Runs the specified application.
UINT WinExec( LPCSTR lpCmdLine, UINT uCmdShow );
The command line (file name plus optional parameters) for the application to be executed. If the name of the executable file in the lpCmdLine parameter does not contain a directory path, the system searches for the executable file in this sequence:
- The directory from which the application loaded.
- The current directory.
- The Windows system directory. The GetSystemDirectory function retrieves the path of this directory.
- The Windows directory. The GetWindowsDirectory function retrieves the path of this directory.
- The directories listed in the PATH environment variable.
The display options. For a list of the acceptable values, see the description of the nCmdShow parameter of the ShowWindow function.
If the function succeeds, the return value is greater than 31.
If the function fails, the return value is one of the following error values.
||The system is out of memory or resources.|
||The .exe file is invalid.|
||The specified file was not found.|
||The specified path was not found.|
The WinExec function returns when the started process calls the GetMessage function or a time-out limit is reached. To avoid waiting for the time out delay, call the GetMessage function as soon as possible in any process started by a call to WinExec.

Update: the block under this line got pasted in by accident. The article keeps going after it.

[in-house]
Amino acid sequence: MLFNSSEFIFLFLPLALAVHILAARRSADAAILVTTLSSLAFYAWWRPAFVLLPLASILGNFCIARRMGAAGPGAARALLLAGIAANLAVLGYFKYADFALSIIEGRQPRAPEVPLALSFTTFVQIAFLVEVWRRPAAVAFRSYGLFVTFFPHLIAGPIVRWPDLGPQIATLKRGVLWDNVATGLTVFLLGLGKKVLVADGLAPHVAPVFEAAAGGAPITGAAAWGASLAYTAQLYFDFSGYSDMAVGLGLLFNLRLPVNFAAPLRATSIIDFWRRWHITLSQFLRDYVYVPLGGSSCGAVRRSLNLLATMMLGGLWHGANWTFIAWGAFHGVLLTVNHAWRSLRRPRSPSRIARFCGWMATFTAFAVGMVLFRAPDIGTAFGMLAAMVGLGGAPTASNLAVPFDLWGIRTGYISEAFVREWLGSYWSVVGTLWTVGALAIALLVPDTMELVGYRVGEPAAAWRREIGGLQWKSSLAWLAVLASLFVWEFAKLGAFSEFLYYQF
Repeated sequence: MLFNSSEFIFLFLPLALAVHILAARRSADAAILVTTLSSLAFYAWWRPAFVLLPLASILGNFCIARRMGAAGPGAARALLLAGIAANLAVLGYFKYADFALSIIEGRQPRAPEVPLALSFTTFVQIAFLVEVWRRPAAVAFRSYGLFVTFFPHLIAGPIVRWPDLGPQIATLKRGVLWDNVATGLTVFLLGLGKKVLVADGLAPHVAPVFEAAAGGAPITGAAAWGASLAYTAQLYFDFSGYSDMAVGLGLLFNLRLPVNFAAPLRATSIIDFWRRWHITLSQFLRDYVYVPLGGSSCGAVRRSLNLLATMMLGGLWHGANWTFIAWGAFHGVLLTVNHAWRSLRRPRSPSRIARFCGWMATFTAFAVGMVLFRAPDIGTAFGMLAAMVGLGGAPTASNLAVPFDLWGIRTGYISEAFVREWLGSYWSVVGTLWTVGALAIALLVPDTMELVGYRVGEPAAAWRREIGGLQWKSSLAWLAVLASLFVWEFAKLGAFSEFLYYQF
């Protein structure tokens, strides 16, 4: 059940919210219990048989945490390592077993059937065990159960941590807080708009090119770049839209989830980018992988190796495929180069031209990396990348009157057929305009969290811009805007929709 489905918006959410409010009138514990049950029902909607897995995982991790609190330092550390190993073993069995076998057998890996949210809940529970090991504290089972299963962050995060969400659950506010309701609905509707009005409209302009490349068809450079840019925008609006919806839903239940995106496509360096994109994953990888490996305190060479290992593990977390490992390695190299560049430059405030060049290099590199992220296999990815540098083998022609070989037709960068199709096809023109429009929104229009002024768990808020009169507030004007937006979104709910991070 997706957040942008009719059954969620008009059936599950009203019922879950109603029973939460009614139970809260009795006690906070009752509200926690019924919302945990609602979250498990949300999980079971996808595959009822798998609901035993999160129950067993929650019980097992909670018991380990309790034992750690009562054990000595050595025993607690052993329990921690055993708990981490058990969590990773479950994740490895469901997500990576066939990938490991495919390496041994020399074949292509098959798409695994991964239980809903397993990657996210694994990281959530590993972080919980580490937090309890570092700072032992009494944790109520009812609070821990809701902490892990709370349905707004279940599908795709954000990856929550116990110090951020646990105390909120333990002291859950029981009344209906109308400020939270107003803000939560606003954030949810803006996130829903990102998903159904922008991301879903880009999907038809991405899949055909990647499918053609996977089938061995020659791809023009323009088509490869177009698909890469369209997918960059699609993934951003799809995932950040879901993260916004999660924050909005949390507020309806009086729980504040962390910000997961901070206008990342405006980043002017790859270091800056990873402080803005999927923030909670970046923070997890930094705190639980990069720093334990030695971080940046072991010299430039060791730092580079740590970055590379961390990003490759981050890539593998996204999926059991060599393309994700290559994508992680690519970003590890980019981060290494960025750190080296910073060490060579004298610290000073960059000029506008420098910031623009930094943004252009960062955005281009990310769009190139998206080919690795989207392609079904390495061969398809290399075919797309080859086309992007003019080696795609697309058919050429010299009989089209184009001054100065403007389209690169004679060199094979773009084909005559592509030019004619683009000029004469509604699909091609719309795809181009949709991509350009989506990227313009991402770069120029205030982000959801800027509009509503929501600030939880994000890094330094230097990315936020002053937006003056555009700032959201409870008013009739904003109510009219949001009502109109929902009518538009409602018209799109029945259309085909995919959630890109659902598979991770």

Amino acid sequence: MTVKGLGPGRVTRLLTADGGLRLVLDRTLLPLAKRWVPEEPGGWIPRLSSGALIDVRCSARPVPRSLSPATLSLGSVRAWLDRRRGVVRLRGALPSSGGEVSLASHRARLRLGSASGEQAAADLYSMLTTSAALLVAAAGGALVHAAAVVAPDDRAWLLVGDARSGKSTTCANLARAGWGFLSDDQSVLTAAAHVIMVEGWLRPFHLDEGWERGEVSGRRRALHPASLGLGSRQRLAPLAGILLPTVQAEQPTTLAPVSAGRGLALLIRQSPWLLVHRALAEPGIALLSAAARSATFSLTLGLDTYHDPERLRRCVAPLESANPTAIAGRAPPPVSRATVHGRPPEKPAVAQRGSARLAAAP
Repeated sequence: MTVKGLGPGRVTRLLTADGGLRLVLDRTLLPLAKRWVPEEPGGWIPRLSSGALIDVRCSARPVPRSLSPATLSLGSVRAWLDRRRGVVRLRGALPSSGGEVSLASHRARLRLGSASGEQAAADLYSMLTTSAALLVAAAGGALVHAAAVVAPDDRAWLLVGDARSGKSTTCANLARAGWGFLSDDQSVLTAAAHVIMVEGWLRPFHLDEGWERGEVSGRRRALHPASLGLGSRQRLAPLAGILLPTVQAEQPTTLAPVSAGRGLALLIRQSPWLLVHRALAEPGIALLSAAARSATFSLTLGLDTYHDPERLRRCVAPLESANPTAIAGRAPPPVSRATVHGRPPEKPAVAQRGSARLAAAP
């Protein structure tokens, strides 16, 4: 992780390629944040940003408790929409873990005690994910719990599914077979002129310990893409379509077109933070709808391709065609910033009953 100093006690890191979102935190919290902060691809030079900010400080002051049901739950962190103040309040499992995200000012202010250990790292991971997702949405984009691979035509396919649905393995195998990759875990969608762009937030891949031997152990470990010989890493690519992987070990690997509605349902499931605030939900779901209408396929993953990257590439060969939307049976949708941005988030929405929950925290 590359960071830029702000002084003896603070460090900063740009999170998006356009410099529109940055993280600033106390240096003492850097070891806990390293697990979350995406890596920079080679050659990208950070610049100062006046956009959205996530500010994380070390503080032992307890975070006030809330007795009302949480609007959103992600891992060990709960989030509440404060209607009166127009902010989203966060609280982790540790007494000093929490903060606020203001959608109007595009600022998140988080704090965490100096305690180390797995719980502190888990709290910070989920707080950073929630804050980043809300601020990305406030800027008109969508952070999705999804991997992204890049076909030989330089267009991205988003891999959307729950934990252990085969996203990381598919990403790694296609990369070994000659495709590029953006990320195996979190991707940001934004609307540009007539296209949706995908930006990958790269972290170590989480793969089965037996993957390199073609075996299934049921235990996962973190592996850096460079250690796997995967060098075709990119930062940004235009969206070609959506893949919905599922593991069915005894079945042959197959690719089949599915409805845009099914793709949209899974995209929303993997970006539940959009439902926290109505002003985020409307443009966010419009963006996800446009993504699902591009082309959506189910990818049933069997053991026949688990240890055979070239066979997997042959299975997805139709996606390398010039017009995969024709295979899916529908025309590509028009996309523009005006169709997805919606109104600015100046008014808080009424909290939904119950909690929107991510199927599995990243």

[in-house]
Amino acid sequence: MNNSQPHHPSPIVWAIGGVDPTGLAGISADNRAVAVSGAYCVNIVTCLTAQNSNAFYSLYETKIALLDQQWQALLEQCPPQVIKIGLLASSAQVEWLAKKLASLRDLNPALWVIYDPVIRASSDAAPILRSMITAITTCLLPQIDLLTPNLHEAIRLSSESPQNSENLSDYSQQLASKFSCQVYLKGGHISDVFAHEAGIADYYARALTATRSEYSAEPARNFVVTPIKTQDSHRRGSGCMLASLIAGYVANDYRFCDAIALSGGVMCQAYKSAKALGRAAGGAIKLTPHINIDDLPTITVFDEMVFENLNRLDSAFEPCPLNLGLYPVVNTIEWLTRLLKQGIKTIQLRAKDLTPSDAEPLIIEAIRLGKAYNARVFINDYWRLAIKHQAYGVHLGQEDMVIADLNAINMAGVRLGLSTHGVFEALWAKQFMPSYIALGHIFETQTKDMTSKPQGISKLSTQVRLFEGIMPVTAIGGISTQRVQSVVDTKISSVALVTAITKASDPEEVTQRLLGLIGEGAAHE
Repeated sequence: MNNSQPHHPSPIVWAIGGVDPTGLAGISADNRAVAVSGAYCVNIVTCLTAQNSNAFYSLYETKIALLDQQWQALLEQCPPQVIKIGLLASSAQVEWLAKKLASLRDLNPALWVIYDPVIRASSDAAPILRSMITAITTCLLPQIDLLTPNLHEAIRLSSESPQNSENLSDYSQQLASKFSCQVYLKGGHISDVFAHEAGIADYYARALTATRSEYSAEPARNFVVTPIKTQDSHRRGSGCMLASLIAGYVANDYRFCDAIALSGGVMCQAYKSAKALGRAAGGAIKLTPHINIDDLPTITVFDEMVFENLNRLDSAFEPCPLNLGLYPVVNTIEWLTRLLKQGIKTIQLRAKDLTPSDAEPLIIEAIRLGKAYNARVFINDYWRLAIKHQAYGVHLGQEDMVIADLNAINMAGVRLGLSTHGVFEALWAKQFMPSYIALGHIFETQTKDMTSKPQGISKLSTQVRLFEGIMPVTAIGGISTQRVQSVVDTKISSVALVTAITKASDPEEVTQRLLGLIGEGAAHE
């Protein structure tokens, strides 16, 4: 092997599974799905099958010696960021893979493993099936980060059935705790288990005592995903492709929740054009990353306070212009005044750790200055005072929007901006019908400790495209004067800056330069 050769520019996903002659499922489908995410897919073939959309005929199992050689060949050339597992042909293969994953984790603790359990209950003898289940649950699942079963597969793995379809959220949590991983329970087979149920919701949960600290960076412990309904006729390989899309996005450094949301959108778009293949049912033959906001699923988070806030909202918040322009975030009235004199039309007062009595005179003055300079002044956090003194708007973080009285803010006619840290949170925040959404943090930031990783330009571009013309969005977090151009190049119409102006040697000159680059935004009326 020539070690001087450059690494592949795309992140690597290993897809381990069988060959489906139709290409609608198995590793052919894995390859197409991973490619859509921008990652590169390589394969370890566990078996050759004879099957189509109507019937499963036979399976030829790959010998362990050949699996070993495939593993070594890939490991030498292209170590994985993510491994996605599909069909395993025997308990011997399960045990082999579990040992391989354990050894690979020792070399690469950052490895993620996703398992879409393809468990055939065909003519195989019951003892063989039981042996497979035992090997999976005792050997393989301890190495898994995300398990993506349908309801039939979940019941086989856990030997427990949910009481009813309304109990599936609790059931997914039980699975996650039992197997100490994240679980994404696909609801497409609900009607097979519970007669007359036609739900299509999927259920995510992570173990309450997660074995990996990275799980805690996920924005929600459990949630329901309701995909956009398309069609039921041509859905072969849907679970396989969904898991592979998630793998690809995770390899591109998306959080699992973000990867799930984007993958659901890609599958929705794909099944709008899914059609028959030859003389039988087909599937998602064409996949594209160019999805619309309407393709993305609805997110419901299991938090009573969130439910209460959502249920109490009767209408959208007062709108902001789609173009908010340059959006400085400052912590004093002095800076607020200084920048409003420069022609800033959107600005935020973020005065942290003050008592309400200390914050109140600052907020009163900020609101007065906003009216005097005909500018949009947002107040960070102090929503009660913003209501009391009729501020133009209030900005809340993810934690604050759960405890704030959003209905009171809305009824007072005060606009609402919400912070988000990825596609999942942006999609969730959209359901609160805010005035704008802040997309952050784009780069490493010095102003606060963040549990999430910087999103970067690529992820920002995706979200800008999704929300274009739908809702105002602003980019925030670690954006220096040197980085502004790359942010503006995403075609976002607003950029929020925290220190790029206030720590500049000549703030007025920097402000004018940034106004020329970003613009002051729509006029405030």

WinExec("C:\\Program Files\\MyApp", ...)
If a malicious user were to create an application called "Program.exe" on a system, any program that incorrectly calls WinExec using the Program Files directory will run this application instead of the intended application.
To avoid this problem, use CreateProcess rather than WinExec. However, if you must use WinExec for legacy reasons, make sure the application name is enclosed in quotation marks as shown in the example below.
WinExec("\"C:\\Program Files\\MyApp.exe\" -L -S", ...)
|Windows version||Windows XP [desktop apps only] Windows Server 2003 [desktop apps only]|
|Header||winbase.h (include Windows.h)|